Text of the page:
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Wednesday, June 6, 2012

MUST READ: What's The Future Of The Sharing Economy? | Co.Exist: World changing ideas and innovation


WRITTEN BY: Jessica Scorpio

"In 2009, I was a student in the inaugural graduate studies program of Singularity University. There we were challenged to come up with an idea that could impact 1 billion people within 10 years. Other groups chose to use 3-D printing to build homes in the developing world and mobile phones to create a better disaster response system. We chose to improve our transportation systems by empowering people everywhere to share their cars. This eventually became Getaround.


A few years ago, no one would have thought peer-to-peer asset sharing would become such a big thing. With the immense popularity of Airbnb and the emergence of thousands of other sharing companies globally, 2012 has quickly become the year of sharing. Most articles on innovation list “sharing” as a game-changing idea or the hot trend to watch.

The hitch is, there’s nothing new about sharing. Individuals have been finding ways to increase their access to goods and services for some time. You needn’t go further than Small Town, USA, for proof. Chances are good you’ll find a library, laundromat, and what used to be a video rental store. That’s all the sharing economy.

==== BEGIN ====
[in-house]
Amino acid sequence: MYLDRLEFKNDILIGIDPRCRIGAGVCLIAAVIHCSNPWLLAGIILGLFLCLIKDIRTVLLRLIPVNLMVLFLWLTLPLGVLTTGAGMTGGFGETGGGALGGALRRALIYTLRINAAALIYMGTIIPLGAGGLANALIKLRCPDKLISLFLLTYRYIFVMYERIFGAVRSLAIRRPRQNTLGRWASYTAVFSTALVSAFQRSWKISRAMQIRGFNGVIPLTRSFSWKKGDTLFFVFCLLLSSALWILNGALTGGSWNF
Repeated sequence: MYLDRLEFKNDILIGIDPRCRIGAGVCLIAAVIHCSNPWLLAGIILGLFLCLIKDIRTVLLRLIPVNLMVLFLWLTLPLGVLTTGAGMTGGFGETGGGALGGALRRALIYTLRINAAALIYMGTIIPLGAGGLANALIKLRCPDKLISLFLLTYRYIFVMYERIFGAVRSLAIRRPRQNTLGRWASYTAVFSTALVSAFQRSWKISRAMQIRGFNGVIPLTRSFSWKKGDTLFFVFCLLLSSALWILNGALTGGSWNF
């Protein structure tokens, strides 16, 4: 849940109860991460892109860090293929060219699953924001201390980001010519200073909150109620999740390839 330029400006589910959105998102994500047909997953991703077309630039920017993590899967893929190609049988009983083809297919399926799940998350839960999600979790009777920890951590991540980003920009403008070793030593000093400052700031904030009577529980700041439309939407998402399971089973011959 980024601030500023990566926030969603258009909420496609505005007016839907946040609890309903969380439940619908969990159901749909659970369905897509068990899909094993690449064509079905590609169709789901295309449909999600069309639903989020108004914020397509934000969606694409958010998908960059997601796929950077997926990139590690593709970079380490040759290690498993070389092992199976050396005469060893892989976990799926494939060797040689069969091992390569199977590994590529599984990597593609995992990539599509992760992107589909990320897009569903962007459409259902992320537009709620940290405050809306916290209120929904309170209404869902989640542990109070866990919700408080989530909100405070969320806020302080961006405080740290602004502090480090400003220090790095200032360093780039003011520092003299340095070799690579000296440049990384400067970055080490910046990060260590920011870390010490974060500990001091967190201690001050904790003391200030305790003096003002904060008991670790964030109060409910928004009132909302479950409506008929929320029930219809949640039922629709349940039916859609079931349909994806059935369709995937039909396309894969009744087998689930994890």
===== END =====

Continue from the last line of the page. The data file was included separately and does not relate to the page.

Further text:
For many years, these “classic” forms of sharing were part of everyday life. Individuals relied on public institutions and private corporations to maximize our access to things we couldn’t afford or didn’t see the value in purchasing ourselves. These organizations provided a formal framework in which to share, assuming the risk of owning the shared assets while enforcing rules and guidelines for participation.


More recently, there has been a surge in peer-to-peer sharing, and formal sharing institutions are quickly becoming a thing of the past. It doesn’t require an in-depth analysis to recognize the role of technology in this shift. What started online as the sharing of information has quickly turned into a full-fledged economy, with individuals sharing their homes, cars, and skills with the help of mobile devices...."

Full post here:

Posted via email from Siobhan O'Flynn's 1001 Tales

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